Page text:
Thursday, November 29, 2007

Kramnik the Best of All Time?

At Susan Polgar's chess forums, a poster asked if Kramnik could be called the "best ever":

He has a positive score vs kasparov, anand, ivanchuk, topalov, svidler...Has won
long matches vs kasparov, topalov (3-2) and i think he will have no difficulties
to beat anand too.Has won a number of big tourneys, although he is only 32.His
understanding of the positional factors and his endgame technique are really
outstanding, not only nowadays but in the whole history of chess.Somebody can
argue that players like kasparov or fischer had higher %, and this is partially
true but, that is caused mostly by kramnik's lack of ferocious wish to win.In
terms of pure chess talent, beauty of play, harmony of ideas i think kramnik is
really beyond all other champions of all ages; and i have studied about 6000
games in my life so i have "seen" all the bigs in action...Waiting for opinions!
I found the question interesting, and looked into a few GM's overall records. This was my response, and I am interested in your thoughts on the question as well:

Kramnik has a lot of work to do if he is to be considered as the best ever, as he has an overall win percentage that is lower than just comparing to Fischer and Kasparov.

Robert James Fischer Win percentage (72.6%)*
Garry Kasparov Win
percentage (69.4%)*
Jose Raul Capablanca Win percentage (72.1%)*
Alexander Alekhine Win
percentage (72.9%)*

Vladimir Kramnik's (63.0%) needs a fair amount of improvement. But as you said, the man is still young. He is also playing in the forefront of an accelerated technological generation that is producing chess tools never before available.

Over time he could rise to the level you currently hold him at, but he still has a fair amount to prove. Plus as time rolls on he will be facing younger and stronger players raised and immersed in technology and the benefits that has to improving their chess skills. Time will tell, and I will be very interested to see how things shape up over the next few decades.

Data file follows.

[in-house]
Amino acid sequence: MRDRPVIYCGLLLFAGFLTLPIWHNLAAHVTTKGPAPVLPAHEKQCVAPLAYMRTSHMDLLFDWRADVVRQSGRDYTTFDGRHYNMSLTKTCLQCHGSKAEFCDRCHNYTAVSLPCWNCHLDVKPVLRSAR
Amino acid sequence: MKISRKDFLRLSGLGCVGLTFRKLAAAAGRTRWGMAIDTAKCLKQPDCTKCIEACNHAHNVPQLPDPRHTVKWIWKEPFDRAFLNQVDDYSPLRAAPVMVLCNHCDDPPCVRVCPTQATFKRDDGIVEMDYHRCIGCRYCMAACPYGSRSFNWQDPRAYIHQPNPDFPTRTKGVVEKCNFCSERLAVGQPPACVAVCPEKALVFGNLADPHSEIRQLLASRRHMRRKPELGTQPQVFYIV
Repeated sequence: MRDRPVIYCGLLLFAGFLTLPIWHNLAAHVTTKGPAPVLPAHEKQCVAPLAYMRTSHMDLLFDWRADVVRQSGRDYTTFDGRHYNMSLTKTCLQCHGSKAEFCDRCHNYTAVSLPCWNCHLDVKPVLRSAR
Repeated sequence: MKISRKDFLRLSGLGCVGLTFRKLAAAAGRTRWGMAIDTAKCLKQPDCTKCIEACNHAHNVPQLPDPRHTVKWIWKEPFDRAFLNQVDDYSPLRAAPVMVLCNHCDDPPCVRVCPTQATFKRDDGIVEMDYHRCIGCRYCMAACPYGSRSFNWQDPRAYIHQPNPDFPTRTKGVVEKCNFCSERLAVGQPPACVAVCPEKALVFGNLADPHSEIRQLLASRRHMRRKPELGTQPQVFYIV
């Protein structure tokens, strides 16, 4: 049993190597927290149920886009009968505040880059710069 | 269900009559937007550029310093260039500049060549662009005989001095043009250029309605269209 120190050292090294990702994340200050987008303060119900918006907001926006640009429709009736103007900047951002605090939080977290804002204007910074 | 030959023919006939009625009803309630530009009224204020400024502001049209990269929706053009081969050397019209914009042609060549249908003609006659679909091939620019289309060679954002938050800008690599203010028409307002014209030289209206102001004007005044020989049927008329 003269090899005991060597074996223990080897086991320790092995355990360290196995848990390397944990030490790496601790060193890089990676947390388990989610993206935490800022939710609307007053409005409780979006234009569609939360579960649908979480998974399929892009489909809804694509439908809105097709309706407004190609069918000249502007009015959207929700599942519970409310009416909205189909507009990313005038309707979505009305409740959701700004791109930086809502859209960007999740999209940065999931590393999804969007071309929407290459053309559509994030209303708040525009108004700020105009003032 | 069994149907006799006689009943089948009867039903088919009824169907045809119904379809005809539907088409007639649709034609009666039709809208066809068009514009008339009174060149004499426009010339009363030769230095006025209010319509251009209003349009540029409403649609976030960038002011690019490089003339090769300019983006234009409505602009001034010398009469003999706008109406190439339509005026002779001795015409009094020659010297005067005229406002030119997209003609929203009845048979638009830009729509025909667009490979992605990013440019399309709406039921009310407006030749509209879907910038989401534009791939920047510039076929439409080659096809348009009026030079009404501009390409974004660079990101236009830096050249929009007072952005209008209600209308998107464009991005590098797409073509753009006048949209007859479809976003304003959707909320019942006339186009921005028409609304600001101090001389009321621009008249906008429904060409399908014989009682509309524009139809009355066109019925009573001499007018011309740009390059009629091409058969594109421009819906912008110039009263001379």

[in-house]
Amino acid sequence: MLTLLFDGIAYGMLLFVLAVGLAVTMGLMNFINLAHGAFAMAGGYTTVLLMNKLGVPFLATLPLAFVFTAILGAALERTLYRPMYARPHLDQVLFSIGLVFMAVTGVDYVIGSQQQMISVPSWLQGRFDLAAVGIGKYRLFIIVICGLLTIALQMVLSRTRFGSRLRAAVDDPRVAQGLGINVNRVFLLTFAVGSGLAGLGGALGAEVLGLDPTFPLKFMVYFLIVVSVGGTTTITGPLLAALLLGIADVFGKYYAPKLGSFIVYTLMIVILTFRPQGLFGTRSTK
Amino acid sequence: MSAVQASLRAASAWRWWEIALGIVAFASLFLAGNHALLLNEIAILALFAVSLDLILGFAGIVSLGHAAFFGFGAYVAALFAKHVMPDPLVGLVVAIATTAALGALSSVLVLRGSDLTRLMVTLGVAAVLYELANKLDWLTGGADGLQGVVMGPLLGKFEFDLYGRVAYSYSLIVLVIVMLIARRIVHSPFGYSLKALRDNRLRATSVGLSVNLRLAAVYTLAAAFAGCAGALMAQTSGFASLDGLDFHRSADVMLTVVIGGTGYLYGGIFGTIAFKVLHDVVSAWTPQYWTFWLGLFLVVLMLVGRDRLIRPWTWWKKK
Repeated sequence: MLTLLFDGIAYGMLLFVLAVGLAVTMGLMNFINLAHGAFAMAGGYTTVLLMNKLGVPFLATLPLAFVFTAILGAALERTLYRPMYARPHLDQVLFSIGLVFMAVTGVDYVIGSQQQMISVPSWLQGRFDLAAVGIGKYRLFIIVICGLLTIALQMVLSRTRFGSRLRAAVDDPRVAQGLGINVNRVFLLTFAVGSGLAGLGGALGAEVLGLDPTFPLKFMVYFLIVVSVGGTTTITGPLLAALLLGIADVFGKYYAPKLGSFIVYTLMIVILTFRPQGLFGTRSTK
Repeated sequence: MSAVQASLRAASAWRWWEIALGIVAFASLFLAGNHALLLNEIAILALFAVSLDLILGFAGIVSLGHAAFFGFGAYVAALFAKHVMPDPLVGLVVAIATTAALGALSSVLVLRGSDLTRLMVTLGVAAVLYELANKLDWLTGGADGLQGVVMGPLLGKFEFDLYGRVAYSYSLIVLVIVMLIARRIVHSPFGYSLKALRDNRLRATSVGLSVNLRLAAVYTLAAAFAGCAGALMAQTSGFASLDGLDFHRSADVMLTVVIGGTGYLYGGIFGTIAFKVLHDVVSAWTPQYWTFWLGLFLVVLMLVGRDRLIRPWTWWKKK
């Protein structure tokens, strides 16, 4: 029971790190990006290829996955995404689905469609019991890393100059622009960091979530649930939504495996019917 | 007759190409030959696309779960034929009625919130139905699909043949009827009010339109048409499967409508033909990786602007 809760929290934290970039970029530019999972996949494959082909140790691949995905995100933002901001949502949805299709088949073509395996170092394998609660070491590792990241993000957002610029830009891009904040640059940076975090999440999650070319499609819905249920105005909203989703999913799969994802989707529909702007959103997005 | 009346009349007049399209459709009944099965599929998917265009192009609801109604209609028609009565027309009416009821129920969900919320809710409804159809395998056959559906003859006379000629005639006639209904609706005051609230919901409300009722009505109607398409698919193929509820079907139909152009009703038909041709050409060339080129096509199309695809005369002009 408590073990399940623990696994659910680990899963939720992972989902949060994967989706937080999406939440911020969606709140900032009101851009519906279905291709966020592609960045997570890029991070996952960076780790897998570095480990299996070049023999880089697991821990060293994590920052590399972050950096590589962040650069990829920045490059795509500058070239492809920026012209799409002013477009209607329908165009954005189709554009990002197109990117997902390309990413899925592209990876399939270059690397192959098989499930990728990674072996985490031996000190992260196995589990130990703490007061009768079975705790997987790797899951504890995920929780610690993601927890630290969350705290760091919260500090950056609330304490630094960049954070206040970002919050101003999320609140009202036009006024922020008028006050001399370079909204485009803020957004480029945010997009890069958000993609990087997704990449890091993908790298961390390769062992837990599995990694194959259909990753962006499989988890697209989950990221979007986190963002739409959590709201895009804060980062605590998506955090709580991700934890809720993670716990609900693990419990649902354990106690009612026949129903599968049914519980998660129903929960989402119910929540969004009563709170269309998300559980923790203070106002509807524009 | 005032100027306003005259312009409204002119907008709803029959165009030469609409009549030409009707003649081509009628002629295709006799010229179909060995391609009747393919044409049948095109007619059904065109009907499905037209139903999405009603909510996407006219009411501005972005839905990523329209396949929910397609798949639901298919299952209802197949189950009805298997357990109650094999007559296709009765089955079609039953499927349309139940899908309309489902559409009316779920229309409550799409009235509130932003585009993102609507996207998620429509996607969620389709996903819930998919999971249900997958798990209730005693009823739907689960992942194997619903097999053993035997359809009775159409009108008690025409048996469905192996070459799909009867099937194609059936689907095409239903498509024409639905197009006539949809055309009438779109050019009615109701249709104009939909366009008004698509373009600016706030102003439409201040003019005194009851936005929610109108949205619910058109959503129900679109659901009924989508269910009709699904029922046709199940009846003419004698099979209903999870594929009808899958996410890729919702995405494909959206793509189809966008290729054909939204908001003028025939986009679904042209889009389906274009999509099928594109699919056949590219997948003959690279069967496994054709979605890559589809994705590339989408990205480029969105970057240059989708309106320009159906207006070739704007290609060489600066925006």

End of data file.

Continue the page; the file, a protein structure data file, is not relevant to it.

UnorthodoxPlayer said...

Kramnik has been one of my favorite players since i started playing so i suppose im a bit bias but i think you cant just compare winning percentages between chess players to find out who is better. It takes more than just who can squeeze out a win to determine who is better than who. For this to be accurate you would have to find out who won more drawn games who won off of blunders and percantages of losing games too as well as the percentage of losing games among each generations peers not to mention whether this data was taken in the years where each player was in there prime of play along with if there opponents were also in there prime of play. Karpov is also a very good player and should be in the consideration for the best but the data would not be accurate if it was taken from his games of as of late. If i was going to be completely honest i would have to say the title of best chess player would go to Kasparov based on his overral dominance and insight but the fact that Kasparov has a losing record to Kramnik "atleast in match play" it can be assessed that there is more to chess than sheer dominance doesnt determine who is best overall.

Christian said...

I agree with what unorthdoxoplayer said. I also find the concept of the "best chessplayer of all time" somewhat shallow. Much more interesting and instructive are more specific questions, such as who's the best attacking player/ defender/ tactician/ strategist/ endgame player/ opening theorist in chess? The answers to these questions actually tell you something about that player, especially as to what to look for in their games.

For all I know, Kramnik would rank pretty high up in the defender/ strategist / endgame player categories, but I doubt he'd be considered the best tactician or attacking player in the history of chess. Incidentally, that's why I think his win percentages are so good -- it's tough to win against an expert defender.

Christian said...

Err... I mean that's why I think he's got a positive score against so many other super GMs.

UnorthodoxPlayer said...

After reading over my post i have decided it would be a bit rude of me to leave out Fischer. Fischer was without doubt the best player of his time and the most dominating of his peers but to call him "the best" either would be a misinformed statement he was the best with what he had and will probally always be the best chess player for the amount of resources they had but the fact is the "price of living" so to speak has gone up tremendously in chess now and as it would be unfair to compare a player with superior resources to a player without it is unfair to compare them between time periods. In my opinion chess has gotten to a point where you will be hardpressed to find that dominating chess like that of before because chess altogether has been improving over the years. So in the years to come when chess gets closer and closer to perfect (though i know perfection will never be reached) even though they might not stand out as much as the chess players of the past doesnt mean that they werent as good.

Soutenus said...

I am sure you heard -- Bobby Fischer died. I found your blog while looking for more information. Causes unknown as yet.